Recent empirical studies reveal that the oil price-output relationship is weakening in the US. Oil price-output correlation is less negative, and output reduction in response to oil price rise is more moderate after mid 1980s. In contrast to the conventional view that there have been changes in the economic structures that have made output less responsive to oil price shocks, we show that what have changed are the sources of oil price variation. We develop a DSGE model where oil price and US output are endogenously determined by the exogenous movements of US TFP and the oil supply. Having no changes in economic structure, our model yields dynamics of the oil price and output that show a weakening in the oil price-output relationship. There are changes in the way that the exogenous variables evolve. Two changes are important. First, oil supply variation has become moderate in recent years. Second, oil supply shortage is no longer followed by a large decline in TFP. We show that less volatile oil supply variation results in less negative oil price-output correlations, and a smaller TFP decline during oil supply shortfall implies a smaller output decline during oil price increases.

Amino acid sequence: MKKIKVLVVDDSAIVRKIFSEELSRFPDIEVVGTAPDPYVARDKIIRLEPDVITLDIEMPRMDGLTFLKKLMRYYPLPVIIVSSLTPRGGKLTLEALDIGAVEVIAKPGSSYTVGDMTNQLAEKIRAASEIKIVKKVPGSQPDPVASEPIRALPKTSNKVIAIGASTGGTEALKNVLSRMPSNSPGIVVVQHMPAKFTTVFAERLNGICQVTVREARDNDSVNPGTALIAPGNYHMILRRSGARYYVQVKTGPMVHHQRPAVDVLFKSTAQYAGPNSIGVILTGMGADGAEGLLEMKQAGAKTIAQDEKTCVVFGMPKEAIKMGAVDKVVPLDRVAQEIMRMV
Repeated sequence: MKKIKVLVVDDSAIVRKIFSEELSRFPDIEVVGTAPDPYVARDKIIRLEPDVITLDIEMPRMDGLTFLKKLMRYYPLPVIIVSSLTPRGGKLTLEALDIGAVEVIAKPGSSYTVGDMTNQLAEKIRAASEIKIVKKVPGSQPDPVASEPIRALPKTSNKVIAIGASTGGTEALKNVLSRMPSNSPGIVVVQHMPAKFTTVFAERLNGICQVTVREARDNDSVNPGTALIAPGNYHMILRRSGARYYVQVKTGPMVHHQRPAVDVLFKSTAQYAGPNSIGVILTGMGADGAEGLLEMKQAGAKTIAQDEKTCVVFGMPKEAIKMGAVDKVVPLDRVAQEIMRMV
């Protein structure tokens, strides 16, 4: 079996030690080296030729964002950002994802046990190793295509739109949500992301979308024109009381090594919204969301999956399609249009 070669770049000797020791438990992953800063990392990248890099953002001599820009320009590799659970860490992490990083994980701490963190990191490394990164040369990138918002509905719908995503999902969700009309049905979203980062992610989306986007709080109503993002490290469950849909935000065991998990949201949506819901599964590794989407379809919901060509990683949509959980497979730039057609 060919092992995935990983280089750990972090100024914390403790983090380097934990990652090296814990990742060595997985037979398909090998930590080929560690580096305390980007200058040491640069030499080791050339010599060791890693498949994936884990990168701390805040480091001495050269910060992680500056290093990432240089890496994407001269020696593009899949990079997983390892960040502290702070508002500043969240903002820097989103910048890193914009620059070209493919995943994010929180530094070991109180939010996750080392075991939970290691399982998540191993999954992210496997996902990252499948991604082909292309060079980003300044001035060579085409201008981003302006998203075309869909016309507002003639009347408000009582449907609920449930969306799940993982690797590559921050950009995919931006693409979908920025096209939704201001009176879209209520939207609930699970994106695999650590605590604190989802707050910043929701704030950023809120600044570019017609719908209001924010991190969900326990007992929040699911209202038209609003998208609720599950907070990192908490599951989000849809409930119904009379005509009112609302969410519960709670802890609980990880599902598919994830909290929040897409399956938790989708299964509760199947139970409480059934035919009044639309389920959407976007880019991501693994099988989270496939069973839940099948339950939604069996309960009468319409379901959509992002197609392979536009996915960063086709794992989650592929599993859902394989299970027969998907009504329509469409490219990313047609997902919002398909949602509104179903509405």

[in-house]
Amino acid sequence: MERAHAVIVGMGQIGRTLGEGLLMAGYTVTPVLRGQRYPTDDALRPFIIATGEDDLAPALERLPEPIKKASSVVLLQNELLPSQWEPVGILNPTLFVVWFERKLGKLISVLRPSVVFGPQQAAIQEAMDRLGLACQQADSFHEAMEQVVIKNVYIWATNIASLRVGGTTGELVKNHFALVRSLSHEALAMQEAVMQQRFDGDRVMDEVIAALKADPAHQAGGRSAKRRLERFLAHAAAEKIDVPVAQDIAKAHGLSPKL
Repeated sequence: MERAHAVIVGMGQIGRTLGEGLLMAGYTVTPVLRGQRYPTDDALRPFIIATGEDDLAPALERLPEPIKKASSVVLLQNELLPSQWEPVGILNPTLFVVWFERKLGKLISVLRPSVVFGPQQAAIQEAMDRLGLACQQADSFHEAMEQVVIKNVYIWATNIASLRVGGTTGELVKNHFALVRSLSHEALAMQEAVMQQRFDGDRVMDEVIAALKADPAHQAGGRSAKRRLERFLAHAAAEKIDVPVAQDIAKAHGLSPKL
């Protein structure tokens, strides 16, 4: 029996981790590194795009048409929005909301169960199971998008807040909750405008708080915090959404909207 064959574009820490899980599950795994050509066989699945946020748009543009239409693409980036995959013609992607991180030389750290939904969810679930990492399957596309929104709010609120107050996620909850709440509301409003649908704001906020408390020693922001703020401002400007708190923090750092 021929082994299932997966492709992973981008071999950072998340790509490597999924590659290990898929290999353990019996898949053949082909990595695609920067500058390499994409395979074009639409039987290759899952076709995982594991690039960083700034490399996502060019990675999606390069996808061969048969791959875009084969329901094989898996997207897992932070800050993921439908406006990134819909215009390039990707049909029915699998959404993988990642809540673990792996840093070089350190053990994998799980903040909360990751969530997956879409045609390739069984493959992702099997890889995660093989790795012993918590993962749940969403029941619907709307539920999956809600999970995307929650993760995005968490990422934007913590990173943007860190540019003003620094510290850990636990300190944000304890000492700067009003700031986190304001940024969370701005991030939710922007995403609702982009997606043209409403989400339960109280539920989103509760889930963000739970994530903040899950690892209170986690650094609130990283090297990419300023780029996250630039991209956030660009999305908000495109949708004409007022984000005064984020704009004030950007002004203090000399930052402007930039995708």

Keywords: Oil Price Accounting; DSGE Model; Total Factor Productivity (TFP)
Views expressed in the paper are those of the authors and do not necessarily reflect those of the Bank of Japan or Institute for Monetary and Economic Studies.